Published by: University of Pennsylvania Press, Inc.
240 pages, 140.00 x 216.00 mm, 203 illus.
- ISBN: 9780812211566
- Published: March 1984
"It is rare to find a book on art that presents complex aesthetic principles in clear readable form. Ceramics, by Philip Rawson, is such a book. I discovered it ten years ago, and today my well-worn copy has scarcely a page on which some statement is not underlined and starred."—Wayne Higby, from the Foreword
"There is enough material in this little 223 page book to last a long time as a stimulus for thought and work in clay. It would be an excellent gift to your local newspaper art critic and a great reference book for teachers. . . ."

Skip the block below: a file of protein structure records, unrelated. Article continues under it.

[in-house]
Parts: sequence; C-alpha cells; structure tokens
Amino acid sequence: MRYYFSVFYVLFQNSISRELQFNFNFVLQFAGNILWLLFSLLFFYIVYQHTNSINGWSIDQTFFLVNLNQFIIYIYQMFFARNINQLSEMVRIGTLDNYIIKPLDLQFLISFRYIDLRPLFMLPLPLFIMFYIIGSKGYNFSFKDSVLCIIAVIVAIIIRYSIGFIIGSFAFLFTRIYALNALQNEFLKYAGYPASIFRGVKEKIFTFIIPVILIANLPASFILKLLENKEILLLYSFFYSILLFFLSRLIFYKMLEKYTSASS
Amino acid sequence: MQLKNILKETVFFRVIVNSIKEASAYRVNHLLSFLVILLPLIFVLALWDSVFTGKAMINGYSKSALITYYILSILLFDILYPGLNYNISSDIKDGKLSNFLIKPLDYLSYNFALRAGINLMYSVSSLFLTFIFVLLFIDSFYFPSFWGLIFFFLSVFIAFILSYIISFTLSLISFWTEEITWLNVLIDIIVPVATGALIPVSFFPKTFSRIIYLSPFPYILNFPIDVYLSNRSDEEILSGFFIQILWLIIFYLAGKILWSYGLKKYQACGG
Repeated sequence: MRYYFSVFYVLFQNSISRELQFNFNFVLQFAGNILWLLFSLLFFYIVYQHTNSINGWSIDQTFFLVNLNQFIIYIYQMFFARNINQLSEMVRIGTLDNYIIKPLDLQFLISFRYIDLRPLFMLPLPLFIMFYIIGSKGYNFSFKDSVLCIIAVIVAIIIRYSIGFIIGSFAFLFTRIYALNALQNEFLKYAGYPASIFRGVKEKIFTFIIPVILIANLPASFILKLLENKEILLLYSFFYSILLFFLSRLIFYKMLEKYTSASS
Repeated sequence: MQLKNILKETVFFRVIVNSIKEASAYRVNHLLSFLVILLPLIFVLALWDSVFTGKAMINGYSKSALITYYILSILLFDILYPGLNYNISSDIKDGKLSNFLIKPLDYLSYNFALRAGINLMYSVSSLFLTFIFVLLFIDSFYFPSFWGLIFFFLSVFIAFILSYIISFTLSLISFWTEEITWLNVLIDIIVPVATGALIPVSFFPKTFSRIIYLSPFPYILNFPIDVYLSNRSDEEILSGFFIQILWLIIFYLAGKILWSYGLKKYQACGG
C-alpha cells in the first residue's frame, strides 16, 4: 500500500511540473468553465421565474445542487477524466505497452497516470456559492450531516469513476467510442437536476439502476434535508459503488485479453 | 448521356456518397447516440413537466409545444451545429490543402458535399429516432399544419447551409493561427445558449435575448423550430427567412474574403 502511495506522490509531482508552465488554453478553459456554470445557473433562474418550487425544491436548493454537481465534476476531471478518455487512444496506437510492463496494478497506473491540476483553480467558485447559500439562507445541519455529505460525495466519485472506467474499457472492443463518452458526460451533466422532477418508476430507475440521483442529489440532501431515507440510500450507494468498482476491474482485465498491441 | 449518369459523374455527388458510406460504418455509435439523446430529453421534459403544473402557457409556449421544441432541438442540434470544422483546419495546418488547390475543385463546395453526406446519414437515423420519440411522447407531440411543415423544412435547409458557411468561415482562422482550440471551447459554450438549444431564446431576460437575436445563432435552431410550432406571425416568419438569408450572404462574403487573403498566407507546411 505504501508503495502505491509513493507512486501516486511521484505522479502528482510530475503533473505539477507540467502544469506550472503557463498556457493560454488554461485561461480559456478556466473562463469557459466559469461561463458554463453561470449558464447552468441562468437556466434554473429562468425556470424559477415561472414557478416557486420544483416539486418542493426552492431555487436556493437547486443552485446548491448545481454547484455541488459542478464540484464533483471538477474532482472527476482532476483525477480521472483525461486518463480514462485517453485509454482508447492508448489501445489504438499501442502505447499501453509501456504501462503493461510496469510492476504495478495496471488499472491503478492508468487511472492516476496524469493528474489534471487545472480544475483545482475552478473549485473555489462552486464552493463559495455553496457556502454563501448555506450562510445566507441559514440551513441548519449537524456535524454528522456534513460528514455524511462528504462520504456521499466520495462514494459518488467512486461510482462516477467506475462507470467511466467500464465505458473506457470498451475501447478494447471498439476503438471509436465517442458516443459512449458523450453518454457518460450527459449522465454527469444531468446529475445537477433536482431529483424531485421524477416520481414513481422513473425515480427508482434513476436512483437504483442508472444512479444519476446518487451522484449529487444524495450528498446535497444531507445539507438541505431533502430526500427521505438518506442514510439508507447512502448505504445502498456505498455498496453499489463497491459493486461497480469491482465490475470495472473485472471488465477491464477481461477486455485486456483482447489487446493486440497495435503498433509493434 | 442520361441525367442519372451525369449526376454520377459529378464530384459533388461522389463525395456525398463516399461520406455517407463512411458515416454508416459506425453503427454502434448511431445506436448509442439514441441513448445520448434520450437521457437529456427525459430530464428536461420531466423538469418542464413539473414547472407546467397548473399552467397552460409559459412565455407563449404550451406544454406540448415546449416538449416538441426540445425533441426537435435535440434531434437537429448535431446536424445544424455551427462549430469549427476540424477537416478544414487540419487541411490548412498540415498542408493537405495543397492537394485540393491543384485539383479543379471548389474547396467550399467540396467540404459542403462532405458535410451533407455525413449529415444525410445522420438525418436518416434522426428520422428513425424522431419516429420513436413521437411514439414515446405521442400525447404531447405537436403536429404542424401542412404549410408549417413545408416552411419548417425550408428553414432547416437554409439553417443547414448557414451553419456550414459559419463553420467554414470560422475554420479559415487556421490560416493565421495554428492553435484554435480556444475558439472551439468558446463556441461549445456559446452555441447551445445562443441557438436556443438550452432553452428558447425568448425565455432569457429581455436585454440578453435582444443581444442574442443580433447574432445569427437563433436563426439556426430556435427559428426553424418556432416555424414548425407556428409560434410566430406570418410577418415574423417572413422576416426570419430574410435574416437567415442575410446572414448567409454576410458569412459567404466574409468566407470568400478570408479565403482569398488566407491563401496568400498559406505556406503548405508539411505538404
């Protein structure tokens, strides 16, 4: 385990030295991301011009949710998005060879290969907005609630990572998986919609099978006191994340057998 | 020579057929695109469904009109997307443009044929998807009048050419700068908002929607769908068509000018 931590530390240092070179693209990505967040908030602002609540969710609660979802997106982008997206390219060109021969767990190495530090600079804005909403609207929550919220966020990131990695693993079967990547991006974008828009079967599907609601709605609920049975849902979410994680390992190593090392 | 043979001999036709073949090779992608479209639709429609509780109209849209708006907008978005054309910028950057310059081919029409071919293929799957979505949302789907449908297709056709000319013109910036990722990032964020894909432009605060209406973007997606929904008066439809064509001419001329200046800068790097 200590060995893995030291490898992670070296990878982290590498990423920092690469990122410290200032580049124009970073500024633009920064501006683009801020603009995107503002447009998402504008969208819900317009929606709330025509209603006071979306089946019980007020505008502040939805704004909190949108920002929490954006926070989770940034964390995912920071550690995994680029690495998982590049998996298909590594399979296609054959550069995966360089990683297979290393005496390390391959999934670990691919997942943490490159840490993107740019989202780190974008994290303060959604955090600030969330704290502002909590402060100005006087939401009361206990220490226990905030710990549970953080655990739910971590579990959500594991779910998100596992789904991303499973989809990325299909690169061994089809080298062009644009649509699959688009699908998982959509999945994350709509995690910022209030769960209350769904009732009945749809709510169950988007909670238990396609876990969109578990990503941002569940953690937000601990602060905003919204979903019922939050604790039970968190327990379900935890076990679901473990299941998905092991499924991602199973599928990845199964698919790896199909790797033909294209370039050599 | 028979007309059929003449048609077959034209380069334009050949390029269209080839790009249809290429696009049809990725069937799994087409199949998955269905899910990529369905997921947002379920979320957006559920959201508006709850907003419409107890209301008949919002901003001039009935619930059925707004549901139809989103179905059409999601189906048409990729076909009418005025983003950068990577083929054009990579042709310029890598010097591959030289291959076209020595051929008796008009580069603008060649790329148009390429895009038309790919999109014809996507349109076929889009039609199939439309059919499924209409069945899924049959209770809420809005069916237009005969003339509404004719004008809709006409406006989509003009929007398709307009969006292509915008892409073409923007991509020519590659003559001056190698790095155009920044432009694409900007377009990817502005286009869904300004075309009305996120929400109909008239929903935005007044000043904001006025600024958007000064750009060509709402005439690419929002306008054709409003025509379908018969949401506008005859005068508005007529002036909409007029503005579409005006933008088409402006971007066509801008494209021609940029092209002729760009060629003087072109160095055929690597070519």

"A moving book based on the knowledge of facts together with their overtones and resonances. . . . Its method is valid for an appreciation of art in all its branches."—Stella Kramrisch
"With the unassuming title of Ceramics, Rawson has presented a very clear, orderly and thought-provoking guide for discussion. He provides words for those nebulous, or nonexistent, thoughts that students avoid talking about in critiques, and our professional associates talk all around, using whatever art language is being worn out at the time—'Is your work postmodernist yet?' Now we have no excuse to complain that there is no vocabulary. . . ."
"Rawson defines a clear framework for discussing both the visual and psychological elements of the pottery tradition. The book presents a way to analyze and understand which particular elements touch or SPEAK to us across cultures and history. And there are enough pictures and diagrams to help out the less verbal."—National Council on Education for the Ceramic Arts Newsletter